-James H. Fowler, UCSD professor & author of "Dynamic spread of happiness in a large-social network: longitudinal analysis over 20 years in the Framingham Heart Study" BMJ published online 12/5/08-
My friend Joyce says, "You can never have enough friends." And she's right!
Here's the heart of the story: Happiness is like a contagious disease.
"We all know people who are most susceptible to HIV are people who have lots of partners. This is the same thing!" according to Fowler.
I've read the original article, the UCSD press release, the NYT, Boston Globe, LA Times, & the Discover Magazine versions. No need to reinvent the wheel here. All the versions added a different angle to the story (so check them out if you're interested), but the Discover Magazine Blog cut to the chase--so here you go!
Happiness is catching and spreads like the flu, according to a study that followed a whole community of people for 20 years. The effect of one happy person could ripple through three degrees of separation, researchers report. “It is sometimes said that you can’t be happier than your least happy child. It is truly amazing to discover that when you replace the word ‘child’ with ‘best friend’s neighbor’s uncle,’ the sentence is still true,” [Boston Globe] said psychologist Daniel Gilbert, who was not involved in the study. The researchers liken the pattern of happiness transmission to the spread of a virus: those with the most number of happy contacts are the mostly likely to catch the happy bug.
The study, published in the British Medical Journal, followed more than 4,700 people living in Framingham, Massachusetts from 1983 to 2003. The participants answered periodic questionnaires about their emotional well-being and listed the names of relatives, friends, and co-workers, many of whom were also participating in the study. Researchers found that happiness wasn’t scattered evenly throughout the population but instead seemed to spread through social networks. “Happiness is like a stampede,” said [co-author] Nicholas Christakis… “Whether you’re happy depends not just on your own actions and behaviors and thoughts, but on those of people you don’t even know” [AP].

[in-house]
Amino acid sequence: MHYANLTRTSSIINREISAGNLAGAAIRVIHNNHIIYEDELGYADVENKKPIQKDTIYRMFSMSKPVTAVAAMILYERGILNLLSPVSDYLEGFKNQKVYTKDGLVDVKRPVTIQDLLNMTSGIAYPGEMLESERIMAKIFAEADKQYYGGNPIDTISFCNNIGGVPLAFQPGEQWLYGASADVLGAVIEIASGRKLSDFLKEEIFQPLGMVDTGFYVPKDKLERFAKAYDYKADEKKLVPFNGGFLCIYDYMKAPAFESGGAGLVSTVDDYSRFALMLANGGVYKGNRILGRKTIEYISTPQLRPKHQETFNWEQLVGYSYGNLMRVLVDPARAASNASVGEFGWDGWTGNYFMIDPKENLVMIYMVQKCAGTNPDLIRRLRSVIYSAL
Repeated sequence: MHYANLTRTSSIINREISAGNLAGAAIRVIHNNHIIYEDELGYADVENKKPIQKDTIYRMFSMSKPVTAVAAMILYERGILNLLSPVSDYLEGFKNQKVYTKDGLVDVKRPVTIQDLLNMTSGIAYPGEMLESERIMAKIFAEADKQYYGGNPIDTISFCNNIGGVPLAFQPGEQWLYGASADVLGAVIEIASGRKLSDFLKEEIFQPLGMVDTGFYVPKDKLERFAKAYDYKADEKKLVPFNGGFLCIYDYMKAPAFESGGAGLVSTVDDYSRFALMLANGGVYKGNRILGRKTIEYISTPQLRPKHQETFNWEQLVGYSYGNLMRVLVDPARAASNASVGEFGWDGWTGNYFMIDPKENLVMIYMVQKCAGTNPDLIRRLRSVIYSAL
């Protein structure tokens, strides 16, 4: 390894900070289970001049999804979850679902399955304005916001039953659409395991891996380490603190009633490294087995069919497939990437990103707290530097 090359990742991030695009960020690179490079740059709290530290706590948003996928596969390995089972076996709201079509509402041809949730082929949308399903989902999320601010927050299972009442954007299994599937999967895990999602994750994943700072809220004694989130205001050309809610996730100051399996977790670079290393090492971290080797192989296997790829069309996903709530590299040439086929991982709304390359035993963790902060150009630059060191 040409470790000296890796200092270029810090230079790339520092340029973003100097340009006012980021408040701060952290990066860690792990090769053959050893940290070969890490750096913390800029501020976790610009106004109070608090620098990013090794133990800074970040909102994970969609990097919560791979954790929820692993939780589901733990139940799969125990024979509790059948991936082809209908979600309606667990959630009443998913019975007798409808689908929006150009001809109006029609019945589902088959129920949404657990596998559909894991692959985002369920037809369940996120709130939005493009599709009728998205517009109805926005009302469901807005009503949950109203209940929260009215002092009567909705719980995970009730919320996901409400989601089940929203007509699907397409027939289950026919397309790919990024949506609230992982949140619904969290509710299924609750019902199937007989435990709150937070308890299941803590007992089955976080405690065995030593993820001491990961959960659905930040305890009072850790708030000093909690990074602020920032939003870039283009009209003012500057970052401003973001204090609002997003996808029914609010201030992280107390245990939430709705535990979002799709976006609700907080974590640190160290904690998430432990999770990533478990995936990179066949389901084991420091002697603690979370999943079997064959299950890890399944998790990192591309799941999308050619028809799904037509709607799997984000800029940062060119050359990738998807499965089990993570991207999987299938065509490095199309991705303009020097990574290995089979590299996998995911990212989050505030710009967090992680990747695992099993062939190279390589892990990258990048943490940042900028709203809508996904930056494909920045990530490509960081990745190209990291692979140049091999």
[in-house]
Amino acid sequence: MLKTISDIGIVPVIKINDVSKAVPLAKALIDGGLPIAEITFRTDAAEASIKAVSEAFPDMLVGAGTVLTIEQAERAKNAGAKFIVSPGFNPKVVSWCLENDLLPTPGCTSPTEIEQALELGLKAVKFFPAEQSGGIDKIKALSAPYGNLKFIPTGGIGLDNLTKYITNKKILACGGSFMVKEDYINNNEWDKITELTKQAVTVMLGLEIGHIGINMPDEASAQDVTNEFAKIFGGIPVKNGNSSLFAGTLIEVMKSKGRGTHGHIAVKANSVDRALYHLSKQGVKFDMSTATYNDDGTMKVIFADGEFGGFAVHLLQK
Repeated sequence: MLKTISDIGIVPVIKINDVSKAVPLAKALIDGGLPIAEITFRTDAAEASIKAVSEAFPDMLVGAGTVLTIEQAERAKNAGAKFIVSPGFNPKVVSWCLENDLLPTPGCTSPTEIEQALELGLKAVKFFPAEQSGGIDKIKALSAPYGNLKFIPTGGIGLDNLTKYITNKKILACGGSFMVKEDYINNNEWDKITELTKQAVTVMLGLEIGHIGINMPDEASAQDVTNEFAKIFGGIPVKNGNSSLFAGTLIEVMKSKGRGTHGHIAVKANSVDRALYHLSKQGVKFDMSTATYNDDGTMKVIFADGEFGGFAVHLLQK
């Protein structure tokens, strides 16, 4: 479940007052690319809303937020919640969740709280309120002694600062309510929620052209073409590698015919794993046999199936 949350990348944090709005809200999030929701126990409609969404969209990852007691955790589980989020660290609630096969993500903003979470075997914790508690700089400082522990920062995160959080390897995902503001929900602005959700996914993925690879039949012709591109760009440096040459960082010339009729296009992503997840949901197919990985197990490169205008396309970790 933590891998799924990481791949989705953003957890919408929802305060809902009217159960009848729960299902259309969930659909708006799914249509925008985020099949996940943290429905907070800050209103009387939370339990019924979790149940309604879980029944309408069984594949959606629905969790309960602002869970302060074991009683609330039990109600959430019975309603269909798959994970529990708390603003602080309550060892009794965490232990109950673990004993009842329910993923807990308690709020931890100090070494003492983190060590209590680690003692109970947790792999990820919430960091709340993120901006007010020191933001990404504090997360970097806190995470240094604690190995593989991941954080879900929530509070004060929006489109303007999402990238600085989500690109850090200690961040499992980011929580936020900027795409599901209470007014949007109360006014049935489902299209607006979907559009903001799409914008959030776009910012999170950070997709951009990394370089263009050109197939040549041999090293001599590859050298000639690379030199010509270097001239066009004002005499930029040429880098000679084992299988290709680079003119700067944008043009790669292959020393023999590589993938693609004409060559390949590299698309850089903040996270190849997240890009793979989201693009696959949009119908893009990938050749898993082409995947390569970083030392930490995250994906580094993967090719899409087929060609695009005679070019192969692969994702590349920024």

Overlaying the data over a map showed clear geographical clusters of happiness. A next-door neighbor’s joy increased one’s chance of being happy by 34 percent, but a neighbor down the block had no effect. A friend living half a mile away was good for a 42 percent bounce, but the effect was almost half that for a friend two miles away. A friend in a different community altogether can win an Oscar without making you feel better [New York Times]. Certain types of relationships were more effective at spreading happiness, the researchers found. Surprisingly, the good mood of a next-door neighbor was more contagious than that of a live-in spouse. Also, co-workers seem immune to each other’s happiness, perhaps due to an atmosphere of competition in the workplace, the researchers suggest. Friends of the same gender were the most likely source of good cheer. There was also a temporal element: the effects of a happy encounter could linger for as long as a year and then faded.
Unhappiness was also contagious, but happily, to a lesser degree. Previous work by the same research team found similar social patterns of transmission for obesity and success in quitting smoking. But since this is the first study to look at how happiness spreads through groups over an extended period of time, some are skeptical about the validity of the results. In a separate study in the same journal, other researchers noted that many non-catching conditions, like acne, headaches, and height, would appear to follow the “social contagion effect” if not all compounding factors were taken into consideration.
But to end on a positive note: Co-author James H. Fowler says the study shows that whether a friend’s friend is happy has more influence than a $5,000 raise. So at a time when we’re facing such economic difficulties, the message could be, ‘Hang in there. You still have your friends and family, and these are the people to rely on to be happy’ ” [Washington Post].
Here's the graph of Happiness & Social Circles
Fig 1 Happiness clusters in the Framingham social network. Graphs show largest component of friends, spouses, and siblings at exam 6 (centred on year 1996, showing 1181 individuals) and exam 7 (year 2000, showing 1020 individuals). Each node represents one person (circles are female, squares are male). Lines between nodes indicate relationship (black for siblings, red for friends and spouses). Node colour denotes mean happiness of ego and all directly connected (distance 1) alters, with blue shades indicating least happy and yellow shades indicating most happy (shades of green are intermediate)